When people say airplanes are the safest way to travel, there’s something they’re probably not ­considering—disease. Commercial airlines are very good at getting passengers to their destinations in one piece, but those ­passengers often start coming down with illnesses soon after their flights descend from the skies. 

In one study published in American Journal of Epidemiology, researchers followed up with 54 passengers who had been on a flight with someone who had the flu. The researchers discovered  that 72% of those passengers had fallen ill within 72 hours. 

Another study—this one conducted by researchers at Harvard ­University—determined that the air-traffic shutdown following the September 11 terrorist attacks and subsequent ­decline in air travel actually delayed the start of flu season across the US that year. 

Common colds and flu aren’t the only dangers—sometimes passengers are exposed to potentially deadly germs. In 2003, a flight departed Hong Kong with 120 passengers and crew on board—including one who was infected with the SARS virus. Within days, 20 of those passengers and two flight attendants had the potentially fatal disease. 

Airline passengers spend hours stuck in a small space with fellow travelers, breathing the same air and touching the same surfaces—surfaces that might not get cleaned well or often. And their body’s natural defenses against germs are compromised by the ­environmental conditions on planes. Beyond germs, the shrinking airline seats, when ­combined with lack of movement, can lead to other serious health issues as well. 

Luckily, there are ways to protect yourself, particularly on longer flights…

Stay hydrated. You need moist mucous membranes to create a line of defense against germs that are inhaled. The air in airplane cabins is very dry—­often only about 20% humidity or less. Healthful levels should be closer to 40%. Low humidity dries out the ­mucous membranes in passengers’ noses and throats, limiting their ability to shield them from germs in the air they breathe. Drink four to eight ounces of fluid—preferably water—per hour. Avoid alcoholic beverages that can dehydrate the body.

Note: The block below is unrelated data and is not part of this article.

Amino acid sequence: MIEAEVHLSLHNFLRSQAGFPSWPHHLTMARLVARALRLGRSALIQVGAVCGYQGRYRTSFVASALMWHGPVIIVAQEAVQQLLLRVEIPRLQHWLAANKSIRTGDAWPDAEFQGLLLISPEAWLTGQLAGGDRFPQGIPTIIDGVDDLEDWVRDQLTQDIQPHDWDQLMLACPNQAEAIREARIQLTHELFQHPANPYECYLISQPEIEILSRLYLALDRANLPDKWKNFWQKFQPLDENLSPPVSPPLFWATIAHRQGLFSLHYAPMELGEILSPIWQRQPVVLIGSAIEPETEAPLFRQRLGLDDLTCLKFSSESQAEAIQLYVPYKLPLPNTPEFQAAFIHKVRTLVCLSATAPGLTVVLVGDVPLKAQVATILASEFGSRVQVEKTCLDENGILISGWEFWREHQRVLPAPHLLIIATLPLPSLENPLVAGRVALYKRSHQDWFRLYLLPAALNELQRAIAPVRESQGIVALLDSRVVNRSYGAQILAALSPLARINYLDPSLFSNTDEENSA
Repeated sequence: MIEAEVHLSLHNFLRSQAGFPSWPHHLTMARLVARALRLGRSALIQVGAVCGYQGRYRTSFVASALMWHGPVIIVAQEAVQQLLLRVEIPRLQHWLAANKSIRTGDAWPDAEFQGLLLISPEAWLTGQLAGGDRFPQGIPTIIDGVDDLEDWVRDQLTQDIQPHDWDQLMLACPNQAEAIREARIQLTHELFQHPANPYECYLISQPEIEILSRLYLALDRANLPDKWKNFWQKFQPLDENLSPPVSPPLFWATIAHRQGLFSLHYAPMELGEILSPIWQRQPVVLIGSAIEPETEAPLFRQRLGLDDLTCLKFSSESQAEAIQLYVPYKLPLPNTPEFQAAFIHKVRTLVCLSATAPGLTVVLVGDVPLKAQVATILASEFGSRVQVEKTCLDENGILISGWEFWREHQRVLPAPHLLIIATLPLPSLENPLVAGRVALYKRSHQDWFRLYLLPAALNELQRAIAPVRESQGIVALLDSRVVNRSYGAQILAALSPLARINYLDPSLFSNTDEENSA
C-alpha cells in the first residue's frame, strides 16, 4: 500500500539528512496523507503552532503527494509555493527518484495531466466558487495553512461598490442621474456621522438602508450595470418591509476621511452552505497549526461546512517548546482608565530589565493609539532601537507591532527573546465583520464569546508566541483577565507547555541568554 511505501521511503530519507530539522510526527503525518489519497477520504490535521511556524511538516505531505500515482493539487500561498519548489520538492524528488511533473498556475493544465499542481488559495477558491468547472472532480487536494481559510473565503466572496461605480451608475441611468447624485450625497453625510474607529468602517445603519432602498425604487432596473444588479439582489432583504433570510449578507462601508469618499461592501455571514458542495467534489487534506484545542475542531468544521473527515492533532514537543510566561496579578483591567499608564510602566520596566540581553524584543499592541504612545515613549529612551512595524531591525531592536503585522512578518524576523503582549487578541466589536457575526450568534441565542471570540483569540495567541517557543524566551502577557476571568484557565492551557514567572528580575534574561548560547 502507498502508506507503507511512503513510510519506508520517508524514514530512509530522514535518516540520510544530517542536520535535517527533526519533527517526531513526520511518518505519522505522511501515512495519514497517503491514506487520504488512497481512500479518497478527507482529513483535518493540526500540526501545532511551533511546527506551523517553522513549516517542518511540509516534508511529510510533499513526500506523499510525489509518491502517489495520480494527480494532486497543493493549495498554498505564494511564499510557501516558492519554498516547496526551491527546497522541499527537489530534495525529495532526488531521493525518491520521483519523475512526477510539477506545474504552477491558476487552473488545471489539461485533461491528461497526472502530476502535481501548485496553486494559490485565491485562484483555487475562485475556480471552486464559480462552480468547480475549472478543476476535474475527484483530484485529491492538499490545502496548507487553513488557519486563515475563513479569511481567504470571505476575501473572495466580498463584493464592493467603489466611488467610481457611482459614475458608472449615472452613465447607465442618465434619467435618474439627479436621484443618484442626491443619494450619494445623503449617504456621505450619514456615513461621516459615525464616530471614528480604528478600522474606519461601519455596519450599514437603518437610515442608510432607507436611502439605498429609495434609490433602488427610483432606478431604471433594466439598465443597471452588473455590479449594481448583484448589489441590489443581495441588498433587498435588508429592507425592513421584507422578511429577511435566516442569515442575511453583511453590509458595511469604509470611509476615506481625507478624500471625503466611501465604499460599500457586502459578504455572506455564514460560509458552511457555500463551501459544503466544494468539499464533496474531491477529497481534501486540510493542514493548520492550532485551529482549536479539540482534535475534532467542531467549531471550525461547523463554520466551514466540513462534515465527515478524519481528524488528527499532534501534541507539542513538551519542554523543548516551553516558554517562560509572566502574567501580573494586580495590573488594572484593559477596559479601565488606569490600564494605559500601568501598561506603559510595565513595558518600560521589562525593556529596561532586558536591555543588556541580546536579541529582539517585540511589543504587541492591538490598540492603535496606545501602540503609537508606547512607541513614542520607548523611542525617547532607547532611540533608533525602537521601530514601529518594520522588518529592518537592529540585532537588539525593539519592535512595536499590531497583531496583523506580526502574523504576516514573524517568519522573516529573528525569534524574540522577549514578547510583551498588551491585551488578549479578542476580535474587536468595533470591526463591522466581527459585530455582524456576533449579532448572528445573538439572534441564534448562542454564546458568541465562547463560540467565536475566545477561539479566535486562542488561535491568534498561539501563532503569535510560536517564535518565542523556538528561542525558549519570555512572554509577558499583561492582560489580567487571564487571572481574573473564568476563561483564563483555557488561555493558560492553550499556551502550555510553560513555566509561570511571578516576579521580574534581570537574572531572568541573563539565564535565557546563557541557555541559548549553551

Warning: Water is, of course, an excellent beverage for hydration—but consume bottled water, not water from the plane’s bathroom tap, which can be contaminated with germs. 

Turn your air vent on, but don’t point it at your face. In past decades, the standard advice was to leave the air vent above airline seats turned off—it blew air that could contain germs from passengers seated throughout the plane. That risk has been greatly reduced because commercial aircraft now have very effective air-filtration systems. In fact, breathing filtered air blowing from the vent above your seat could reduce your exposure to germs from a sick passenger seated near you. Still, filtration systems are not perfect, and this blowing air could further dry out your mucous membranes, so a prudent compromise is to turn your vent on but not aim its stream of air directly into your face.